The last few years have been extremely difficult for many homeowners. With changes to income, uncertainty about work, health concerns and a variety of other factors, many people are facing issues with their mortgage.
Most people recall the last mortgage crisis in the late 2000’s and the programs that the Federal government put into place to assist homeowners such as the Home Affordable Modification Program (HAMP). That program ended in 2016. Currently, there are no Federal programs like HAMP in place. The only recent program was under the CARES Act, which allowed homeowners to request that their mortgage be put into forbearance for (2) 180-day periods. That may have helped for a while, but the homeowner still owes the money and eventually has to pay it back. Now, lenders have different “in-house” type programs to assist those facing foreclosure. These are fact specific and can be tricky to navigate.
Since I know it is quickly becoming an issue, I figured it was time to review a couple of options that a homeowner facing foreclosure may have.
The end result of a mortgage modification is that the lender agrees to modify the terms of your existing mortgage by lowering the interest rate and extending the term, thereby reducing your monthly payment. In some instances, the past due amounts are capitalized, or deferred to the end of the loan and need to be paid as a balloon payment. The lender’s financial review is much like the process of qualifying for a mortgage and you will need to produce the same financial documents.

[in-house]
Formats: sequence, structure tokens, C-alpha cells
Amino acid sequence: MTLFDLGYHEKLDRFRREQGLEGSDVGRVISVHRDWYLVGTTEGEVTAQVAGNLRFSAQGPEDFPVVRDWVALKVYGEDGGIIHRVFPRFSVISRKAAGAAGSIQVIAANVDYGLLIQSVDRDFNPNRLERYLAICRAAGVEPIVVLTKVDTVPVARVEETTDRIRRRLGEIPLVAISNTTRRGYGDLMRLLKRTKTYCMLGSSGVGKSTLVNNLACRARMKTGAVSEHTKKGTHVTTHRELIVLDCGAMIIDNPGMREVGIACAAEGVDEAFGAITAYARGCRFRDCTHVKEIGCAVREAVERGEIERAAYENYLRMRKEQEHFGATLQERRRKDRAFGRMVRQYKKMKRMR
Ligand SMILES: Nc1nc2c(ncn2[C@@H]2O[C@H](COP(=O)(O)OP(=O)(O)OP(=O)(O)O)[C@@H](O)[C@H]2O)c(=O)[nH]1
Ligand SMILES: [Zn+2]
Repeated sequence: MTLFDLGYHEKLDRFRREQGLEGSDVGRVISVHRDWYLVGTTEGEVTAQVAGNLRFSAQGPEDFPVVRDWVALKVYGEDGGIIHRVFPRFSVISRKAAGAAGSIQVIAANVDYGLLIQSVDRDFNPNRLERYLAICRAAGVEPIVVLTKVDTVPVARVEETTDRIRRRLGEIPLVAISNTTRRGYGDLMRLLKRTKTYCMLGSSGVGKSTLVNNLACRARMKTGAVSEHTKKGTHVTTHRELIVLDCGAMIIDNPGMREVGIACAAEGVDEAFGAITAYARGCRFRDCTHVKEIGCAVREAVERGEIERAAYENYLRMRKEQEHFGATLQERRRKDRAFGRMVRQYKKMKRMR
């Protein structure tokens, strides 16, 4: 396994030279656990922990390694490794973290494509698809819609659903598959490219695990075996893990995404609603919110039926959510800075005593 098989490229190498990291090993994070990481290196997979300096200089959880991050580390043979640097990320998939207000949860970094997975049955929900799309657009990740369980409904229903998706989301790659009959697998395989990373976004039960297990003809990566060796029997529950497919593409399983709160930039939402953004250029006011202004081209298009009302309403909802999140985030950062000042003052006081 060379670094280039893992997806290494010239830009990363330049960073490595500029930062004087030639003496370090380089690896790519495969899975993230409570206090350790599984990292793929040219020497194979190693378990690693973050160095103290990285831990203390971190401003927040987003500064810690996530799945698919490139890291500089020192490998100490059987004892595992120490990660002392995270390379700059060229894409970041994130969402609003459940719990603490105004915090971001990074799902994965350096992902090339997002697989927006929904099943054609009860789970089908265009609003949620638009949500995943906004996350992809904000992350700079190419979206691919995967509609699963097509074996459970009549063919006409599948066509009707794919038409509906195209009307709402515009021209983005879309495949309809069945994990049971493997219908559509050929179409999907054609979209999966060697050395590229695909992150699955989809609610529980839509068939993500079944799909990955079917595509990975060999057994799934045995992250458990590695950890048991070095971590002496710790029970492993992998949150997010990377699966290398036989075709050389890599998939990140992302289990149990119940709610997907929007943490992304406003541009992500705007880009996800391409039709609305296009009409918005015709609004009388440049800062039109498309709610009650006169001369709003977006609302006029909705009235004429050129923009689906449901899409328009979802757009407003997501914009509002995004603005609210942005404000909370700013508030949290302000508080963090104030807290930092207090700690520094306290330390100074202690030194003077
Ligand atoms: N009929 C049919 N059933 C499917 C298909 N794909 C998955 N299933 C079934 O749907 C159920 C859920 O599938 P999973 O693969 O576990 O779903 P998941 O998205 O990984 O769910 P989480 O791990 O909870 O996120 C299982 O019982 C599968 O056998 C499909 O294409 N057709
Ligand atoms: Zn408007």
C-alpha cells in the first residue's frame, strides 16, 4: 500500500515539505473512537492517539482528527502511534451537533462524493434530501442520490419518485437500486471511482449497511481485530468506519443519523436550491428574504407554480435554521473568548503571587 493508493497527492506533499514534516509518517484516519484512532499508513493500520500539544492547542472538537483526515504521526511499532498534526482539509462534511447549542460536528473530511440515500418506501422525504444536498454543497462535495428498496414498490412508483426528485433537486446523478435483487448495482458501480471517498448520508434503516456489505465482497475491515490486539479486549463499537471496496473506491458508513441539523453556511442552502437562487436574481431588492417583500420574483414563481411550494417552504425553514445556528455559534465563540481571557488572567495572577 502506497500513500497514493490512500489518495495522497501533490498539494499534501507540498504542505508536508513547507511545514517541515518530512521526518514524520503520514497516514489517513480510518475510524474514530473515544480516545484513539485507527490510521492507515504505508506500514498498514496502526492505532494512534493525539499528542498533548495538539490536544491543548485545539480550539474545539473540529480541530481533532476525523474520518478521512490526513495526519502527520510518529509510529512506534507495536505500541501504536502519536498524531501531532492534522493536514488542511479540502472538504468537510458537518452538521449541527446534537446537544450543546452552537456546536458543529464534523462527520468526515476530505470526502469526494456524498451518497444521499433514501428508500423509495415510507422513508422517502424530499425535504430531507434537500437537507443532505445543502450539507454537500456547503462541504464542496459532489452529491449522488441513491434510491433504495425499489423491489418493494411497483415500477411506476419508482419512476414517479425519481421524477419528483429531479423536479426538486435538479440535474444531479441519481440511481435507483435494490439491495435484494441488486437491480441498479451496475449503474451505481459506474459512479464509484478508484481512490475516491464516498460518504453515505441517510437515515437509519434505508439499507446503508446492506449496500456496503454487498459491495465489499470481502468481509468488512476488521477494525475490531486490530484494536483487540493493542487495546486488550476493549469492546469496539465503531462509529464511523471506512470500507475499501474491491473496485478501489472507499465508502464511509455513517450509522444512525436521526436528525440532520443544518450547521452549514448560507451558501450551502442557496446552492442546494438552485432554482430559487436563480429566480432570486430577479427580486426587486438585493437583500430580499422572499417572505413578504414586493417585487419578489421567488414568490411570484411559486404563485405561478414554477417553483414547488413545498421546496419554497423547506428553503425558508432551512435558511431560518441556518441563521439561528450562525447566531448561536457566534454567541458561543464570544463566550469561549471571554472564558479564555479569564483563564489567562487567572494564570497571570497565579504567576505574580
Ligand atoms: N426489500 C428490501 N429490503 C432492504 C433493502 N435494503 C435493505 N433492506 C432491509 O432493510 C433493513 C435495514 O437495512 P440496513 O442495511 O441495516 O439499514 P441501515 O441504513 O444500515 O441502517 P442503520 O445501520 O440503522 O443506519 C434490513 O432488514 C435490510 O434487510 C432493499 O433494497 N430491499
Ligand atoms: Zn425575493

A mortgage modification is not for everyone. You will need to meet certain requirements and income levels for eligibility like the home being your main residence, proof of a financial hardship and proof you have income that would allow you to pay your mortgage. Tax returns, bank statements, pay stubs, etc. along with a financial hardship letter outlining your circumstances, will be needed. You may need to show that your hardship has ended and that you can actually afford a payment.
A short sale can be an option when you cannot qualify for a mortgage modification or your property is worth significantly less than what you owe. Essentially, your lender will agree to take less to pay off the mortgage. If you have a second loan (a HELOC) or judgments, etc., we have to get the creditors to take less so that the liens will be released. Generally, the costs of the sale, such as real estate and attorney fees, transfer taxes, etc., are paid from the proceeds. This can be a lengthy process, but your house can be listed exclusively, so you won’t have signs on your door or in your yard. A negotiator will work with the bank to agree on a fair price for your home and it acts like a regular closing after that. You can even pre-sign everything so you don’t have to attend the closing.
When you come into the office for your first meeting, we will review your options and decide what is best for you long-term. It will all depend on your goals. You will need to bring the following documentation:
Deed (if you have a copy); Real estate tax bill; Two years of tax returns; Mortgage statement; W2s; Two months of bank statements; Two months of consecutive pay stubs; A current utility bill; Proof of other income (there are special things we will need if you own a business or are a 1099 consultant.)
In Other News…
Real estate is still booming, so contacting us can help you get your offer in solid shape. Bidding wars aren’t going anywhere anytime soon. A well-placed offer and an educated buyer helps get the bid accepted.
In personal news, I had the honor of receiving a Power Professionals/Power Attorneys of New York award from Schneps Media and we had a beautiful celebration at The Mansion at Oyster Bay. It was great to feel the energy in the room.
My son Jamie turned 18! He graduates in just a few weeks. It’s really an exciting time here and I am looking forward to summer traveling and family events. Reminder – for those of you with kids turning 18, make your appointment to have them sign a health care proxy and a power of attorney!